How Dennis Tafoya and Richard S. Prather keep it fresh
Some days the USPS knows just what to do. Monday's delivery brought an advance reading copy of Dennis Tafoya's The Poor Boy's Game and a package from a friend that included Richard S. Prather's Shell Scott novel Gat Heat.
I would not normally associate Tafoya's harrowing urban trips with Prather's light-hearted, action-packed hedonism, but early, brief glimpses suggest that each provides an answer to that favorite Detectives Beyond Borders question, How do authors keep their material fresh?
I've twice heard Tafoya read from The Poor Boy's Game, and this brief exposure suggests that he reinvigorates that old standby in which a character takes a drug- or alcohol-addled, barely-in-control trip through a dangerous urban environment, usually streets, bars, or both. I'll know more once I read the novel, but in the portions he read, Tafoya is emotionally invested in the character taking the trip. And that saves the scene from cliché, that and the sheer weight of the character's dissipation.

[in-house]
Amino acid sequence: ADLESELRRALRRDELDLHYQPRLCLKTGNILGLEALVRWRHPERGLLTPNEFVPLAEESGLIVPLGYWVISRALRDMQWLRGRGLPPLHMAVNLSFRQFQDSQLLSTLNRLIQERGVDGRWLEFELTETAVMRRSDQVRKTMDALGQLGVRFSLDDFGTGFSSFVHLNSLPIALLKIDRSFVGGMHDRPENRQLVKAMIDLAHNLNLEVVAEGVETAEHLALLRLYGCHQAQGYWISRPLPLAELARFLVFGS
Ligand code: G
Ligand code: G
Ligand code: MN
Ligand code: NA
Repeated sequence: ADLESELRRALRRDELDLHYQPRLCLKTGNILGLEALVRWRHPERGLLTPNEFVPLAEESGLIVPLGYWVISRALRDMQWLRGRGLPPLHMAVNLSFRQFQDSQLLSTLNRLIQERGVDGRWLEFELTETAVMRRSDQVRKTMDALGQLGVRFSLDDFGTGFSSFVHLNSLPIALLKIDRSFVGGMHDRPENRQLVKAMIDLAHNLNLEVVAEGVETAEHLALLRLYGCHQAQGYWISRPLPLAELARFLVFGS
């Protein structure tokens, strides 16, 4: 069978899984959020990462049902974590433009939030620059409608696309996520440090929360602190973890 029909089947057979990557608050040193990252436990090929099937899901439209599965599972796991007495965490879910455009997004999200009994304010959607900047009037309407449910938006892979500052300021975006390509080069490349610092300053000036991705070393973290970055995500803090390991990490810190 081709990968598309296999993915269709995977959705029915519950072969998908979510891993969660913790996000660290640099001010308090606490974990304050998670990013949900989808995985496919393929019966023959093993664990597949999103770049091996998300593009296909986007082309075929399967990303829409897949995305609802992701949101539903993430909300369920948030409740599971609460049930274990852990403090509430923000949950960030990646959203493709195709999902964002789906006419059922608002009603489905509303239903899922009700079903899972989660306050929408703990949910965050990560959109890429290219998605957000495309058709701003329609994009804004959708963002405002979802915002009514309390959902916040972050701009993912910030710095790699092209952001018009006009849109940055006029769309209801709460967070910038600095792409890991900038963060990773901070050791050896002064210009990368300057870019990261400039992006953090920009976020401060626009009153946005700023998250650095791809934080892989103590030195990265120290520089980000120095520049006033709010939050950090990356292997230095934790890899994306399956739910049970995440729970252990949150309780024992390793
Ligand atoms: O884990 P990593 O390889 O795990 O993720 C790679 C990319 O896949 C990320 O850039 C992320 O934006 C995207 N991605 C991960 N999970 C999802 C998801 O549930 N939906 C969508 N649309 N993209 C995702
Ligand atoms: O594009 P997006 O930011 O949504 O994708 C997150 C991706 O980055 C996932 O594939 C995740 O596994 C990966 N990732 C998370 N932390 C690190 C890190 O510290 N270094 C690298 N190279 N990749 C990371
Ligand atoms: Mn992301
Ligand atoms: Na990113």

In Prather's case, the convention the author reinvigorates and pokes fun at is one he had made his own: that of the over-the-top description of usually pneumatically endowed women. This bit of Always Leave 'em Dying will serve as a fair example:
"...she'd just turned twenty one, but had obviously signaled for the turn a long time ago.... she wore a V-necked white blouse as if she were the gal who'd invented cleavage.”That's why the opening of Gat Heat is so much fun. The book appeared in 1967, when the Shell Scott franchise had been around for more than fifteen years. Prather, presumably, had to strike a balance among giving the readers what they had come to expect, making each book different enough from what had gone before to keep the readers buying, and maintaining his own interest in a character who had been around a long time.
Readers of Gat Heat who knew their Prather and their Shell Scott must have delighted in such lines as: "You could say she was so thin she had to wear a fat girdle" and "Her complexion was the delicate tint of poisoned limeade." They could enjoy the lines for their own sake, they could enjoy the fun Prather had at his own expense. And the lines work as references to the author's more familiar descriptions. Prather's usual descriptions are present by their absence.
So much for theorizing. How do your favorite crime writers reinvigorate conventions that in lesser hands might have seemed stale?
© Peter Rozovsky 2014